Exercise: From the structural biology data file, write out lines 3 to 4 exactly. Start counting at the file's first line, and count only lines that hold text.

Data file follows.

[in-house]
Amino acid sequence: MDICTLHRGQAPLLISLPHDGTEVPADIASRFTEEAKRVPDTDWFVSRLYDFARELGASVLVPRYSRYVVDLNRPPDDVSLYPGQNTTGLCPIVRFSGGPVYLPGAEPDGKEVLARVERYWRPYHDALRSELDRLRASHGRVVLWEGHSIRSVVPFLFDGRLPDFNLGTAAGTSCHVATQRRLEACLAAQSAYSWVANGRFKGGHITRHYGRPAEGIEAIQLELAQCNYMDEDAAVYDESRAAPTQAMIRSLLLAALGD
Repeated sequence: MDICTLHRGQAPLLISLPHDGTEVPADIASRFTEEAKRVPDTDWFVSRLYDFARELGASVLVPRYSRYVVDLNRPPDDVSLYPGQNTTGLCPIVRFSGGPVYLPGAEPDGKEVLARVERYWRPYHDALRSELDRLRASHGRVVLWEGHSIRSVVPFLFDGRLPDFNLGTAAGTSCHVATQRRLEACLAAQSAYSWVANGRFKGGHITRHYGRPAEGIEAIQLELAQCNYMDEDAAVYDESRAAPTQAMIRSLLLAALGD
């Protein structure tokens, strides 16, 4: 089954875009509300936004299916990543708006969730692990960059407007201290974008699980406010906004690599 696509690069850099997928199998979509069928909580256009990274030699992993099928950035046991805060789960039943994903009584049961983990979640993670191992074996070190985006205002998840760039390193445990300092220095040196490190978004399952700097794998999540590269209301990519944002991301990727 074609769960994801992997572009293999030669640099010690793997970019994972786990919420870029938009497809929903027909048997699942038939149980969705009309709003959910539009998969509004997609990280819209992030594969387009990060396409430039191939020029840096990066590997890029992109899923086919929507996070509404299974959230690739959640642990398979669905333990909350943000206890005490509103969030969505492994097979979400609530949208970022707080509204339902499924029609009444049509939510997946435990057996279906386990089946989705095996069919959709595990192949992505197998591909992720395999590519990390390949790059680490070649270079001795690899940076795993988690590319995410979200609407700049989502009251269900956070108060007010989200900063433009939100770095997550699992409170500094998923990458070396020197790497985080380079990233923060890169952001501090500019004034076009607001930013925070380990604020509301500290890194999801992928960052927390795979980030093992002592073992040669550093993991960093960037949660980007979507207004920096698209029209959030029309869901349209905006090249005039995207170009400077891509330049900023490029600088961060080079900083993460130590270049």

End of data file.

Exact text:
Repeated sequence: MDICTLHRGQAPLLISLPHDGTEVPADIASRFTEEAKRVPDTDWFVSRLYDFARELGASVLVPRYSRYVVDLNRPPDDVSLYPGQNTTGLCPIVRFSGGPVYLPGAEPDGKEVLARVERYWRPYHDALRSELDRLRASHGRVVLWEGHSIRSVVPFLFDGRLPDFNLGTAAGTSCHVATQRRLEACLAAQSAYSWVANGRFKGGHITRHYGRPAEGIEAIQLELAQCNYMDEDAAVYDESRAAPTQAMIRSLLLAALGD
């Protein structure tokens, strides 16, 4: 089954875009509300936004299916990543708006969730692990960059407007201290974008699980406010906004690599 696509690069850099997928199998979509069928909580256009990274030699992993099928950035046991805060789960039943994903009584049961983990979640993670191992074996070190985006205002998840760039390193445990300092220095040196490190978004399952700097794998999540590269209301990519944002991301990727 074609769960994801992997572009293999030669640099010690793997970019994972786990919420870029938009497809929903027909048997699942038939149980969705009309709003959910539009998969509004997609990280819209992030594969387009990060396409430039191939020029840096990066590997890029992109899923086919929507996070509404299974959230690739959640642990398979669905333990909350943000206890005490509103969030969505492994097979979400609530949208970022707080509204339902499924029609009444049509939510997946435990057996279906386990089946989705095996069919959709595990192949992505197998591909992720395999590519990390390949790059680490070649270079001795690899940076795993988690590319995410979200609407700049989502009251269900956070108060007010989200900063433009939100770095997550699992409170500094998923990458070396020197790497985080380079990233923060890169952001501090500019004034076009607001930013925070380990604020509301500290890194999801992928960052927390795979980030093992002592073992040669550093993991960093960037949660980007979507207004920096698209029209959030029309869901349209905006090249005039995207170009400077891509330049900023490029600088961060080079900083993460130590270049």